The best vehicle for discipleship is relationship. And a small group is a great environment where relationship can take place. But it can’t be just any small group. Your soccer team getting together may be a small group, but the group is not meeting for the purpose of encouraging discipleship. There are a few intentional components that need to be present in a small group to make it an effective tool for disciple making.Your soccer team getting together may be a small group, but the group is not meeting for the purpose of encouraging discipleship. There are a few intentional components that need to be present to make a group an effective tool for disciple making. Click To Tweet
A small group is a place where shepherding takes place. The leader of the small group would be considered its shepherd. He models shepherding for the group and seeks to create an environment in which people care for each other. His ultimate goal is to teach the group members to become shepherds themselves within their families, with the people they disciple, and with future groups they may lead.
Ezekiel 34:2-5 speaks to leaders who are not doing what they need to be doing in their role of caring for people:
“Son of man, prophesy against the shepherds of Israel; prophesy and say to them: “This is what the Sovereign Lord says: Woe to you shepherds of Israel who only take care of yourselves! Should not shepherds take care of the flock?”
A “shepherd” or leader of a small group may have people in the group that are struggling. He might call and pray on the phone with that person during the week – or ask someone else in the group who has been through a similar struggle to talk with them. If someone is sick or injured the group may take turns bringing a meal to the family. If one of the members is a single mom with sons some of the men can take the sons out hunting or to a sports event. If someone in the group has missed several weeks, or has stopped going to weekend services, the group needs to pursue them and find out if there is an issue.
The small group leader should be creating a ‘shepherding culture’ of people caring for one another in the group. In order to create an effective relational environment, leaders intentionally guide their small group members into caring for one another.
A small group is a place where real teaching can take place, with Q&A, modeling, and the best curriculum in the world (the Bible) people can learn to understand and live out scripture. A group needs to be grounded in Biblical teaching. But when people think of the term ‘Bible Study’, they often think of a situation where one person is teaching and everyone else is passively listening. This type of scenario can be problematic in a small group however. One reason being that not everyone has the gift of teaching, and when a poor teacher is the one doing most of the talking it can make the time seem to drag on and people may lose interest in attending.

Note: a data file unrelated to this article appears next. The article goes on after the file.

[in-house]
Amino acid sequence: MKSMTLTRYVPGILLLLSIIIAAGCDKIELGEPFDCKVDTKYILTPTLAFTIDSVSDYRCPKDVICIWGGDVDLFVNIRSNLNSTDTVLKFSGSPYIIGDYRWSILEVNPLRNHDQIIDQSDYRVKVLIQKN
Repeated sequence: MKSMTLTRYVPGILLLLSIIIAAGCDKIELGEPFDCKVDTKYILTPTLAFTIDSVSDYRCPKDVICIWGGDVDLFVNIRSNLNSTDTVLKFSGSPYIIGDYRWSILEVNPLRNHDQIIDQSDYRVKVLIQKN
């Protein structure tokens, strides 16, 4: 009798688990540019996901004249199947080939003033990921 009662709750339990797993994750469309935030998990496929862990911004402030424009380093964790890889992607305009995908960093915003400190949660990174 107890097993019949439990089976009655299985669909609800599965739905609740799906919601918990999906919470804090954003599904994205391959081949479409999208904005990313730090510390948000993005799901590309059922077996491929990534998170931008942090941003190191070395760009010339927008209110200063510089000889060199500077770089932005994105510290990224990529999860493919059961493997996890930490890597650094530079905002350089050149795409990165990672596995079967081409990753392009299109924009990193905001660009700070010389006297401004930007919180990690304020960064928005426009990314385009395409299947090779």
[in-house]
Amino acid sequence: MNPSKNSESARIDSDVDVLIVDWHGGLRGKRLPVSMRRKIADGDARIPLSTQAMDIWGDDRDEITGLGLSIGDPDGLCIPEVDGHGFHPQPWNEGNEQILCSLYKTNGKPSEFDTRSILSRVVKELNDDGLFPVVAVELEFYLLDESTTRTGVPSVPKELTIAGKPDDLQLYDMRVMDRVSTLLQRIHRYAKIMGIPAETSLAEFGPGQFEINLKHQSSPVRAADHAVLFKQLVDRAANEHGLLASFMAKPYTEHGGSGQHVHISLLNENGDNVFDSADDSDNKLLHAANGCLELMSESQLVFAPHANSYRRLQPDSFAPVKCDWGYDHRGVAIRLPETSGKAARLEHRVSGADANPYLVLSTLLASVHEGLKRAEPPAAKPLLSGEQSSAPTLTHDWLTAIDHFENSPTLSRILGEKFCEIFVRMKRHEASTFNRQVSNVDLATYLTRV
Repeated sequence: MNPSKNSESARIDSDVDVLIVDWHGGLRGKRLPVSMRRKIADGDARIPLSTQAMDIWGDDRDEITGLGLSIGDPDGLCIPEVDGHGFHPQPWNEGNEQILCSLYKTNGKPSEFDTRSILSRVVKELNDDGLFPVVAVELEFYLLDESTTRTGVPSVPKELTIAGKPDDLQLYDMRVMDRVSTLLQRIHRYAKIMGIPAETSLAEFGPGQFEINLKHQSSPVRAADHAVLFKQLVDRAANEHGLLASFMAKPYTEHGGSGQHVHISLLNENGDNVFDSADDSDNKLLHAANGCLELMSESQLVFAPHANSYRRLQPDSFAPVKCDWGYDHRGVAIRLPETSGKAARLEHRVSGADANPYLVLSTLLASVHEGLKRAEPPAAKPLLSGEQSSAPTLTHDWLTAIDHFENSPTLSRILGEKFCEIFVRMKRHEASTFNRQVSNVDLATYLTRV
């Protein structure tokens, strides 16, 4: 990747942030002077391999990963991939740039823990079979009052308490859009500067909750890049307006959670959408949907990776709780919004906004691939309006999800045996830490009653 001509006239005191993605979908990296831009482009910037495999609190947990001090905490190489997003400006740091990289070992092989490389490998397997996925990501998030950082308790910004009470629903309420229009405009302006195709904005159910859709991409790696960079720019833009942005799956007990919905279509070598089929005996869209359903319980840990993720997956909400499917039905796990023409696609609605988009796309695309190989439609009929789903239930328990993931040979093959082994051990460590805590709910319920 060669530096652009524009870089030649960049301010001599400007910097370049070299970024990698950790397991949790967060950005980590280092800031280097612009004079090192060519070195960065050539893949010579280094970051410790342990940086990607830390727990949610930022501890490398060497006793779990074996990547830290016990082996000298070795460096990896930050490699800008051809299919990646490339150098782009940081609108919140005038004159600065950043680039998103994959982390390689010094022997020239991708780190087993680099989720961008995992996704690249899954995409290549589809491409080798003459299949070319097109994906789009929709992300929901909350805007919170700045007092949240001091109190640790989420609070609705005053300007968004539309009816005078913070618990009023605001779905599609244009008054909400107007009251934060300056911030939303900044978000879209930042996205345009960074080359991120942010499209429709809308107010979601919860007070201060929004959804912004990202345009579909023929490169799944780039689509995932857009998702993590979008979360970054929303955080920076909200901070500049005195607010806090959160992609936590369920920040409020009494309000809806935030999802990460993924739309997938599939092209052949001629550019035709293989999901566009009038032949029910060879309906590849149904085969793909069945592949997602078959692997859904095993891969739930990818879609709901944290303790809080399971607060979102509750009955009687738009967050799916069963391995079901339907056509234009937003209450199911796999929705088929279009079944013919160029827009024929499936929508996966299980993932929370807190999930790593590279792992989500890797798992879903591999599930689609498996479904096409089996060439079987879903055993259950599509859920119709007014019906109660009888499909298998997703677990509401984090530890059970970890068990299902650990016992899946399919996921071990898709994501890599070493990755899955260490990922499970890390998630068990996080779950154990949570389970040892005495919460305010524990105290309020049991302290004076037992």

Another reason it is not a good idea to have a teacher/student format is that it can make it very difficult to recruit group leaders. Most will feel that they are unqualified, or that they don’t have the theological or biblical training to lead a group. If the gift of teaching is required for someone to lead in a small group setting, reproduction of disciples who disciple others will be a very slow process. In the Great Commission, Jesus implied that all who follow him, regardless of teaching ability, can be involved in making disciples.
Within a small group setting, there is a leader who shares from God’s Word, but it is much more than that. Biblical small groups are more about facilitating a biblical discussion than they are about a lecture. The leader must help the group members interact with the Word and with others. It is only when people share their thoughts and ask questions that the leader can see if they are understanding God’s Word.
Authenticity and Accountability:
A small group needs to be a place where authenticity and accountability are encouraged and modeled. Often, the devil will try and convince people that what they have done is worse than what others have done. He does this to separate and isolate us from God and others. Sharing breaks the cycle of secrecy in people’s lives. They are freed up from having to go the road alone, and others can encourage them in their journey. When people share difficult issues with the group, the other members need to encourage rather than judge, and praise them for bringing things out of the darkness and into the light. The group needs to be a place where accountability is expected and given as part of loving each other well. This higher level of transparency is what is needed to go from a typical Bible Study to a disciple-making small group. One key thing to keep in mind – Yes, radical transparency is needed in effective small groups, but it needs to happen within boundaries. Boundaries might include gender-appropriate matters, or sharing things in such a way that confidences aren’t broken.
Relational small groups form the backbone for discipleship. The groups purpose is defined as encouraging discipleship – not primarily fellowship or counseling or even outreach (although these may be components of the process). The people in a discipleship group should become like family. And like most families, they can have disagreements and struggles, but they learn to work through them and love each other whatever happens. It can sometimes be messy, but it helps us learn how to follow Jesus and really love each other. And that is what Jesus’ Church should look like.The people in a discipleship group should become like family. They may have disagreements and struggles, but they learn to work through them. It can be messy, but it teaches us to really love each other. And that is what Jesus’ Church should look like. Click To Tweet
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